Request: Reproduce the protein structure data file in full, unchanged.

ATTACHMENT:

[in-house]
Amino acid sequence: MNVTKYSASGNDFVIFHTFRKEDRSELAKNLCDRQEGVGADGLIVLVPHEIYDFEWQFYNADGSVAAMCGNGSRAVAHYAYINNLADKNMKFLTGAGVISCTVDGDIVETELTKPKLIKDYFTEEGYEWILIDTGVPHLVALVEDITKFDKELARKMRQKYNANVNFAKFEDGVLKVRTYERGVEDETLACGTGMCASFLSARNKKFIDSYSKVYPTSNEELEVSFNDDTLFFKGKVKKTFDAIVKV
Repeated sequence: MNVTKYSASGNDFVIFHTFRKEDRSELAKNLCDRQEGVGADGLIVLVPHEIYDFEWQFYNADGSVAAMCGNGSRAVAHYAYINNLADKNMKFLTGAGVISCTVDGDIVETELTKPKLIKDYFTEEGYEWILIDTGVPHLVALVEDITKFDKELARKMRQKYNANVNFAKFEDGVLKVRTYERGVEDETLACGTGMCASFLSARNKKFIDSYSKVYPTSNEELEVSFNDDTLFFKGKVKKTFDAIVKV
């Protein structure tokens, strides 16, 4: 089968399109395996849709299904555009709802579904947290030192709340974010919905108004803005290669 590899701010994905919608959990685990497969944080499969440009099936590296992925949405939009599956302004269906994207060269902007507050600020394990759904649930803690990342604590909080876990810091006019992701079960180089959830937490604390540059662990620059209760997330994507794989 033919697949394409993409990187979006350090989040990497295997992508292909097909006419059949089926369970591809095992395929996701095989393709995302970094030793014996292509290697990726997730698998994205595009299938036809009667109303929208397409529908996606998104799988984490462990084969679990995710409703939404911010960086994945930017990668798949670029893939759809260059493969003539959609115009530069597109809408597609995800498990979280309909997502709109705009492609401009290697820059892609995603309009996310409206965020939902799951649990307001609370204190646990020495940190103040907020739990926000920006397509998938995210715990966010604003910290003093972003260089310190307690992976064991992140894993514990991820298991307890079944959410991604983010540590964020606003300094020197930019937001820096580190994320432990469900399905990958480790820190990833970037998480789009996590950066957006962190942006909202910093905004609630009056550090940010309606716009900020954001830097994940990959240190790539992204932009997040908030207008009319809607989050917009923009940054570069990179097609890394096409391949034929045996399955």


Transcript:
[in-house]
Amino acid sequence: MNVTKYSASGNDFVIFHTFRKEDRSELAKNLCDRQEGVGADGLIVLVPHEIYDFEWQFYNADGSVAAMCGNGSRAVAHYAYINNLADKNMKFLTGAGVISCTVDGDIVETELTKPKLIKDYFTEEGYEWILIDTGVPHLVALVEDITKFDKELARKMRQKYNANVNFAKFEDGVLKVRTYERGVEDETLACGTGMCASFLSARNKKFIDSYSKVYPTSNEELEVSFNDDTLFFKGKVKKTFDAIVKV
Repeated sequence: MNVTKYSASGNDFVIFHTFRKEDRSELAKNLCDRQEGVGADGLIVLVPHEIYDFEWQFYNADGSVAAMCGNGSRAVAHYAYINNLADKNMKFLTGAGVISCTVDGDIVETELTKPKLIKDYFTEEGYEWILIDTGVPHLVALVEDITKFDKELARKMRQKYNANVNFAKFEDGVLKVRTYERGVEDETLACGTGMCASFLSARNKKFIDSYSKVYPTSNEELEVSFNDDTLFFKGKVKKTFDAIVKV
């Protein structure tokens, strides 16, 4: 089968399109395996849709299904555009709802579904947290030192709340974010919905108004803005290669 590899701010994905919608959990685990497969944080499969440009099936590296992925949405939009599956302004269906994207060269902007507050600020394990759904649930803690990342604590909080876990810091006019992701079960180089959830937490604390540059662990620059209760997330994507794989 033919697949394409993409990187979006350090989040990497295997992508292909097909006419059949089926369970591809095992395929996701095989393709995302970094030793014996292509290697990726997730698998994205595009299938036809009667109303929208397409529908996606998104799988984490462990084969679990995710409703939404911010960086994945930017990668798949670029893939759809260059493969003539959609115009530069597109809408597609995800498990979280309909997502709109705009492609401009290697820059892609995603309009996310409206965020939902799951649990307001609370204190646990020495940190103040907020739990926000920006397509998938995210715990966010604003910290003093972003260089310190307690992976064991992140894993514990991820298991307890079944959410991604983010540590964020606003300094020197930019937001820096580190994320432990469900399905990958480790820190990833970037998480789009996590950066957006962190942006909202910093905004609630009056550090940010309606716009900020954001830097994940990959240190790539992204932009997040908030207008009319809607989050917009923009940054570069990179097609890394096409391949034929045996399955």